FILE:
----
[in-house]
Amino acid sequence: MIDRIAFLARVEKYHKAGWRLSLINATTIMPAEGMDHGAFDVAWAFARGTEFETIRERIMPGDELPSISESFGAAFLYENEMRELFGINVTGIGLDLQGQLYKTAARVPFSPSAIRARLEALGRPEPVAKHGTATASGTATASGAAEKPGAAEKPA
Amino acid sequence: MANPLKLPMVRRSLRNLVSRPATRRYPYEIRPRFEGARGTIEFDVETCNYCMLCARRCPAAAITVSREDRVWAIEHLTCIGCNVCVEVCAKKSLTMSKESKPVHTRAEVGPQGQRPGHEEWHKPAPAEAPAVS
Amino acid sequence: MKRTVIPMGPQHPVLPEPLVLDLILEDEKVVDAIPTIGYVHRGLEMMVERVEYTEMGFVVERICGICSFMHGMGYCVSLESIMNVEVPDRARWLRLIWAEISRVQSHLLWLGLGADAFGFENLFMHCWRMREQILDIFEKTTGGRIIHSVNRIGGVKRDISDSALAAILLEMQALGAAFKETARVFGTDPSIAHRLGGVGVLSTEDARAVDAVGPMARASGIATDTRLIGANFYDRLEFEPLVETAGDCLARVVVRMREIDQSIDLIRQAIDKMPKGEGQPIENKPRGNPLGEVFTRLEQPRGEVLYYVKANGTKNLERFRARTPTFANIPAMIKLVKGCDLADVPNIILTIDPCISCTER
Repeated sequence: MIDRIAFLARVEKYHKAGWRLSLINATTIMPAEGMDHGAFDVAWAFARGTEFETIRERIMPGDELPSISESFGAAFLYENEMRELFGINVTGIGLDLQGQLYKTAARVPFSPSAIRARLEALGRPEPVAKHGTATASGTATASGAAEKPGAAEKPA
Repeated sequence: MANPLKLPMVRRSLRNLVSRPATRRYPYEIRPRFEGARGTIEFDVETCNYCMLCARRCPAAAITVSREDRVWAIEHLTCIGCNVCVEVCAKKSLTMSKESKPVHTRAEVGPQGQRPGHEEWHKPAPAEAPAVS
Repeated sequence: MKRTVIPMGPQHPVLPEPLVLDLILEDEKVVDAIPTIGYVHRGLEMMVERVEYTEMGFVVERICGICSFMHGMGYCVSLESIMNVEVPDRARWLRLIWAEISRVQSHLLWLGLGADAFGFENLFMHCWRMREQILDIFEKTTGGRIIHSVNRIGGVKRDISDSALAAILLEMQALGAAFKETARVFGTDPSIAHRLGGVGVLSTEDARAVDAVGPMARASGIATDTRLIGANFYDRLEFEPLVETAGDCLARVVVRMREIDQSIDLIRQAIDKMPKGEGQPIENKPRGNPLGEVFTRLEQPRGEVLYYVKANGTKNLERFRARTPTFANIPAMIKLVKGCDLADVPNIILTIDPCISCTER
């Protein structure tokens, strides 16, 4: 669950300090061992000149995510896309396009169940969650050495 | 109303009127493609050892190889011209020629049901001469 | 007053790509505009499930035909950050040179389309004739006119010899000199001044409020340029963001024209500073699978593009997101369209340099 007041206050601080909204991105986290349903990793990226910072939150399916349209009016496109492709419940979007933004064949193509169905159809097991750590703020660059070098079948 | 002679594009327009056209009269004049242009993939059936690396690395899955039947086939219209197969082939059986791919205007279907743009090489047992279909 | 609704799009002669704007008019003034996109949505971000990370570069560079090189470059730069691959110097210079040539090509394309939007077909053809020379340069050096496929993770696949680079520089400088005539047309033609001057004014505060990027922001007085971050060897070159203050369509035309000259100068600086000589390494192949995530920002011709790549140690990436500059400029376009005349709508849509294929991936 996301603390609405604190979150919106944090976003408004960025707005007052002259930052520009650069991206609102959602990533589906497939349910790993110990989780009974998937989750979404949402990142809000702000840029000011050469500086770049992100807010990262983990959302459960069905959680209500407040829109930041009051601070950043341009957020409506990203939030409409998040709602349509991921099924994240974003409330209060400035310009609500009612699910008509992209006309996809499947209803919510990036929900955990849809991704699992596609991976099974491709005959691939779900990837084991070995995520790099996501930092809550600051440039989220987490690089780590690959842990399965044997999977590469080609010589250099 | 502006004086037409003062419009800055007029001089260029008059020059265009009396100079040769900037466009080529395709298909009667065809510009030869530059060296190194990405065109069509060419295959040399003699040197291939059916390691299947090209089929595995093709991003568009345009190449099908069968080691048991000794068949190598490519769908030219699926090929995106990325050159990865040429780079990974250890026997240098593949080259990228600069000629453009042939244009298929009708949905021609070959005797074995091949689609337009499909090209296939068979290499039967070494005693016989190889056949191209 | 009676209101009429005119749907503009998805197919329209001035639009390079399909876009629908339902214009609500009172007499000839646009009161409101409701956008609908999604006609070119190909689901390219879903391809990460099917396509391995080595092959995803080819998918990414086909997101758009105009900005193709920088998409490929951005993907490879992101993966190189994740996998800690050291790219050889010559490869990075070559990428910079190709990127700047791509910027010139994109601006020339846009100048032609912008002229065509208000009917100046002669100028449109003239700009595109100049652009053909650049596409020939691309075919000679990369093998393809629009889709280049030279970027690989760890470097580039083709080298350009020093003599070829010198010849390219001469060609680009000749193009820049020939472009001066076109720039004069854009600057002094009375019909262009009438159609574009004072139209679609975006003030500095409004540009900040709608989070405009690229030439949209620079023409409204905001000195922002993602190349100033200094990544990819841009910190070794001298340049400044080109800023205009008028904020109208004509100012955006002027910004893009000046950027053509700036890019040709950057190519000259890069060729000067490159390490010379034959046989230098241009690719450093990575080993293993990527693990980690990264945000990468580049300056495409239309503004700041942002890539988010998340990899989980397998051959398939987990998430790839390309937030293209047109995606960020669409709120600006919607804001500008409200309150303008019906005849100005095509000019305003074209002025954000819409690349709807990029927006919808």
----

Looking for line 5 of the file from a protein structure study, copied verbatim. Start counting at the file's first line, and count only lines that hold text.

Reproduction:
Repeated sequence: MIDRIAFLARVEKYHKAGWRLSLINATTIMPAEGMDHGAFDVAWAFARGTEFETIRERIMPGDELPSISESFGAAFLYENEMRELFGINVTGIGLDLQGQLYKTAARVPFSPSAIRARLEALGRPEPVAKHGTATASGTATASGAAEKPGAAEKPA